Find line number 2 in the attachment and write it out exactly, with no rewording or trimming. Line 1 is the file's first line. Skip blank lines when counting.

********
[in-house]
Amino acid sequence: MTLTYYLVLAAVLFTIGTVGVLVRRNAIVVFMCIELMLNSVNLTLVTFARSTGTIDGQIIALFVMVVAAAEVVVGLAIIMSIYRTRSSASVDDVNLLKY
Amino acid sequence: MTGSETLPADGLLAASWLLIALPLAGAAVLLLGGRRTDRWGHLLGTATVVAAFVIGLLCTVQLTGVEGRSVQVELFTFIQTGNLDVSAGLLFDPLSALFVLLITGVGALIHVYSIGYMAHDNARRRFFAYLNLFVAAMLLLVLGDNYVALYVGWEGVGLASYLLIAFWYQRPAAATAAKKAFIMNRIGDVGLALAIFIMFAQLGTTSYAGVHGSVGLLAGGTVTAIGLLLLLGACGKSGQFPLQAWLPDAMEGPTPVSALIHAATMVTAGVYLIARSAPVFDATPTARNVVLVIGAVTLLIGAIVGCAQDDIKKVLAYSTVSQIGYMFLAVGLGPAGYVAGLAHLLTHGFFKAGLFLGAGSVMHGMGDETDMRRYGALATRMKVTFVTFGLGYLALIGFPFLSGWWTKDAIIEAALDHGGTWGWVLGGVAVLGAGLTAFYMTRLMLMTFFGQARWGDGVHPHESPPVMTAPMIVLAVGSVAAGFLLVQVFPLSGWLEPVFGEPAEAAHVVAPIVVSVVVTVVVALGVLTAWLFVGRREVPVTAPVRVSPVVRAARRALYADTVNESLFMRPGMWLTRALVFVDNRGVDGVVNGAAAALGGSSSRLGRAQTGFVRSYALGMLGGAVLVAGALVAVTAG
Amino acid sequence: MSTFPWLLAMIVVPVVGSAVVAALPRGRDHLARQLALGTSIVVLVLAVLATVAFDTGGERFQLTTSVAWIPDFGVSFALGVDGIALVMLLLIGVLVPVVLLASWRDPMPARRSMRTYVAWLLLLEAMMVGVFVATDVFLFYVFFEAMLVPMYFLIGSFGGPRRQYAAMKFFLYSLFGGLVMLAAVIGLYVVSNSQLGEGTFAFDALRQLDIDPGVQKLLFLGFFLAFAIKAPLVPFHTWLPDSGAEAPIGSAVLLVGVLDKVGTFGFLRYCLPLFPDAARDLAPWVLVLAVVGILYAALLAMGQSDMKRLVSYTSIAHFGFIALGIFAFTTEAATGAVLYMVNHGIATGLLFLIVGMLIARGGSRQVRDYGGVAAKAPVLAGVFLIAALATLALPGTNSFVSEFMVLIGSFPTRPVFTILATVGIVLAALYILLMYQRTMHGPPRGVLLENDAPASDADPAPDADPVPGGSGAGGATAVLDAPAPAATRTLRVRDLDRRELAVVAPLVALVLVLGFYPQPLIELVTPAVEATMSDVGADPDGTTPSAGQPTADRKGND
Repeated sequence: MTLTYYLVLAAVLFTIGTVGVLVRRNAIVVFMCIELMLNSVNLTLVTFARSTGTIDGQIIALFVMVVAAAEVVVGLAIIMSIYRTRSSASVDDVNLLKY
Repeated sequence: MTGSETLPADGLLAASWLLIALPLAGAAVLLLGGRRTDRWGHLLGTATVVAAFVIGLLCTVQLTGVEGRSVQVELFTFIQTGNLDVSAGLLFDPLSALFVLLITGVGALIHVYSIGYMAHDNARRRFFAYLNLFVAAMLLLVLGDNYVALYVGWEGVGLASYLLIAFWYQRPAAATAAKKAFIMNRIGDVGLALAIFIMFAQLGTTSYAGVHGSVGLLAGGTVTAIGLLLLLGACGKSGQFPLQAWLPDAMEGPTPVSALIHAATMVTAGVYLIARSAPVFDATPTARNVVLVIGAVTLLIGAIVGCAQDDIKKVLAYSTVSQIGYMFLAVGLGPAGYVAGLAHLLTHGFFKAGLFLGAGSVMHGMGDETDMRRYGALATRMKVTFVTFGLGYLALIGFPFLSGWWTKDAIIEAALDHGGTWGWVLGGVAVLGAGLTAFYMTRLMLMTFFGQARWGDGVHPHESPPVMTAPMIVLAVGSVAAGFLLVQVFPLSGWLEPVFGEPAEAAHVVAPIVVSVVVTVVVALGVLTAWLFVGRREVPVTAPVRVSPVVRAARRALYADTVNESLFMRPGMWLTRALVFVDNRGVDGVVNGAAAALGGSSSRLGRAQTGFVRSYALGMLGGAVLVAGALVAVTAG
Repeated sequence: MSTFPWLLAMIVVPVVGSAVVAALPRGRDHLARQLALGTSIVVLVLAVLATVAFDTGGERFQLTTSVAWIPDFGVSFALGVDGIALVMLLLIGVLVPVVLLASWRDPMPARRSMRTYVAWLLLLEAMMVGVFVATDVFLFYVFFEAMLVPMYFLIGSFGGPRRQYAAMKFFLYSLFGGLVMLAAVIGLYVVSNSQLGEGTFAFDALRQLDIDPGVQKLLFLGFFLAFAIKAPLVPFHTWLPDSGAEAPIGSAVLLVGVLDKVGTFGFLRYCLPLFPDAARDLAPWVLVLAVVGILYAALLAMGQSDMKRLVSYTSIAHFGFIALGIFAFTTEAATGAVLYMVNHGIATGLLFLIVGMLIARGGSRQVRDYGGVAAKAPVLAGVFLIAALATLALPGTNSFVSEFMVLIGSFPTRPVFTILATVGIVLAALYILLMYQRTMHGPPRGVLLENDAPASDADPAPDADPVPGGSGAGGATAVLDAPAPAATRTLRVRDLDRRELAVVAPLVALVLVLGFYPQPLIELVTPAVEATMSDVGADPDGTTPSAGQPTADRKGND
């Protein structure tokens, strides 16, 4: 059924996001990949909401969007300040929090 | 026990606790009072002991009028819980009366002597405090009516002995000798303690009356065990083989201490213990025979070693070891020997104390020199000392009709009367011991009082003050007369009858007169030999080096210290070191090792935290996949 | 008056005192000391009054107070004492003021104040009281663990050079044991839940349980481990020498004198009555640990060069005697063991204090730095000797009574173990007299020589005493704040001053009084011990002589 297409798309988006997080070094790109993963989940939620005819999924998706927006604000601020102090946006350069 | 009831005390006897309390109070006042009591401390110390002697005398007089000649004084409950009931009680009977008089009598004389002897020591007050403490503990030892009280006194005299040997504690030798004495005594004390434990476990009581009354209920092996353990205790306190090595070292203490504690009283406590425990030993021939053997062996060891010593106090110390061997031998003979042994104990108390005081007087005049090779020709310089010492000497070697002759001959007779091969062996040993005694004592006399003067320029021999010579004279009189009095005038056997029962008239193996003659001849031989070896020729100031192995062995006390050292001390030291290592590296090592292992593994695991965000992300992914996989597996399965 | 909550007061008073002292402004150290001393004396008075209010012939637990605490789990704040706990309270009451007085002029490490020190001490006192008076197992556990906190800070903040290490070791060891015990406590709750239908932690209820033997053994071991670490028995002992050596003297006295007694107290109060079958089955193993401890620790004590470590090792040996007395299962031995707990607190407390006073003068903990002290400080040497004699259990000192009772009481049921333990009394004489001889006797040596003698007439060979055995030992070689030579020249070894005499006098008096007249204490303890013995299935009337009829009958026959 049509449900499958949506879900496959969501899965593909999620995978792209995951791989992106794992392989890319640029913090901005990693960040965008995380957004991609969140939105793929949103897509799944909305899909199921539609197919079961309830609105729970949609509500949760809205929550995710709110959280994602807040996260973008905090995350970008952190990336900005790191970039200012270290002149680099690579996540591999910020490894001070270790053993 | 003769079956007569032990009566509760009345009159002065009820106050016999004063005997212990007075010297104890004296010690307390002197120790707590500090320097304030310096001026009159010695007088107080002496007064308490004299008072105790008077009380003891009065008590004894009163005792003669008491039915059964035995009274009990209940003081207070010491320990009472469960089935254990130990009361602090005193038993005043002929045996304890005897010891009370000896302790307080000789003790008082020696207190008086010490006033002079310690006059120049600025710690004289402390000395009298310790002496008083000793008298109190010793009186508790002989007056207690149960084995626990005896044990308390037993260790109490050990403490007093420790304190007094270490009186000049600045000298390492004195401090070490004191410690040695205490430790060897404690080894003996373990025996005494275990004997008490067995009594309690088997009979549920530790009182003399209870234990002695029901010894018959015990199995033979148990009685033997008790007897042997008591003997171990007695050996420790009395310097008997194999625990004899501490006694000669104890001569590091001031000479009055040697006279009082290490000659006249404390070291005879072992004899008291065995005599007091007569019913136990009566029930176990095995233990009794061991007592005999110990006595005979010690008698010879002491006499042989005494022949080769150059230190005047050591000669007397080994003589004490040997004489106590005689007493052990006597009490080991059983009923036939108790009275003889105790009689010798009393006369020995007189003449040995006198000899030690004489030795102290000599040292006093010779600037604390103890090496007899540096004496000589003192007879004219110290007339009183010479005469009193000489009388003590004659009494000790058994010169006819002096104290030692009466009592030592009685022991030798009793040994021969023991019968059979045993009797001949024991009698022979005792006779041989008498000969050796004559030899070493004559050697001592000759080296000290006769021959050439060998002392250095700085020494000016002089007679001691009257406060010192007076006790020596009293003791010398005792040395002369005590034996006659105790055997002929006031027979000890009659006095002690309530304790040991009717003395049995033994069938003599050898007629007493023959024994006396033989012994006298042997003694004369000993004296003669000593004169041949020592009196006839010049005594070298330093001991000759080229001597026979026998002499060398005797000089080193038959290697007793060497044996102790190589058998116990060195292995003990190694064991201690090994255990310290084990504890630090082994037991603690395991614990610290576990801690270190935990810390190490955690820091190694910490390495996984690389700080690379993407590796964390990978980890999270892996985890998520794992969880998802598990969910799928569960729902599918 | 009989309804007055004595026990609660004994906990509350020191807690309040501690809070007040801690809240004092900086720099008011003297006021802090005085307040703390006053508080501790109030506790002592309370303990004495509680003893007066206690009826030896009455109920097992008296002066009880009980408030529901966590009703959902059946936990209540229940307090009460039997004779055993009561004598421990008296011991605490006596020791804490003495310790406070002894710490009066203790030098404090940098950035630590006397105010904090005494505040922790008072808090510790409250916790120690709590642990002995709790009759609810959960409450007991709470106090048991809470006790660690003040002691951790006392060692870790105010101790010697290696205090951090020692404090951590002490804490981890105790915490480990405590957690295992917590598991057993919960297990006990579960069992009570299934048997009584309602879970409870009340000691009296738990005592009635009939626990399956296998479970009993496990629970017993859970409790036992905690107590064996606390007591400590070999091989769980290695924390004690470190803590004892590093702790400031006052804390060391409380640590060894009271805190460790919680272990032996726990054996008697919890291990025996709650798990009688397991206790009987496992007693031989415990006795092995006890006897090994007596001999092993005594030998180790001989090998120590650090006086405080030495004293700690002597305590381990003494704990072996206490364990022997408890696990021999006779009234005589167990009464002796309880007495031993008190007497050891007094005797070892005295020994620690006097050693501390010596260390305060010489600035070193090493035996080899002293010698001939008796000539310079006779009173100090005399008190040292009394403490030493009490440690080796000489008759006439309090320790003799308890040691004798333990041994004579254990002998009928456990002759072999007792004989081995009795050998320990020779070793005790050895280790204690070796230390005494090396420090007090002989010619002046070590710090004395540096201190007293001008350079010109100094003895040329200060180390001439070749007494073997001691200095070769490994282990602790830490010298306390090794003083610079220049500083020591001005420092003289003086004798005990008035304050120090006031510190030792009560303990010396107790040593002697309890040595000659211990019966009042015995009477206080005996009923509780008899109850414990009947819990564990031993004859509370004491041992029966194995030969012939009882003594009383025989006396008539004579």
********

Amino acid sequence: MTLTYYLVLAAVLFTIGTVGVLVRRNAIVVFMCIELMLNSVNLTLVTFARSTGTIDGQIIALFVMVVAAAEVVVGLAIIMSIYRTRSSASVDDVNLLKY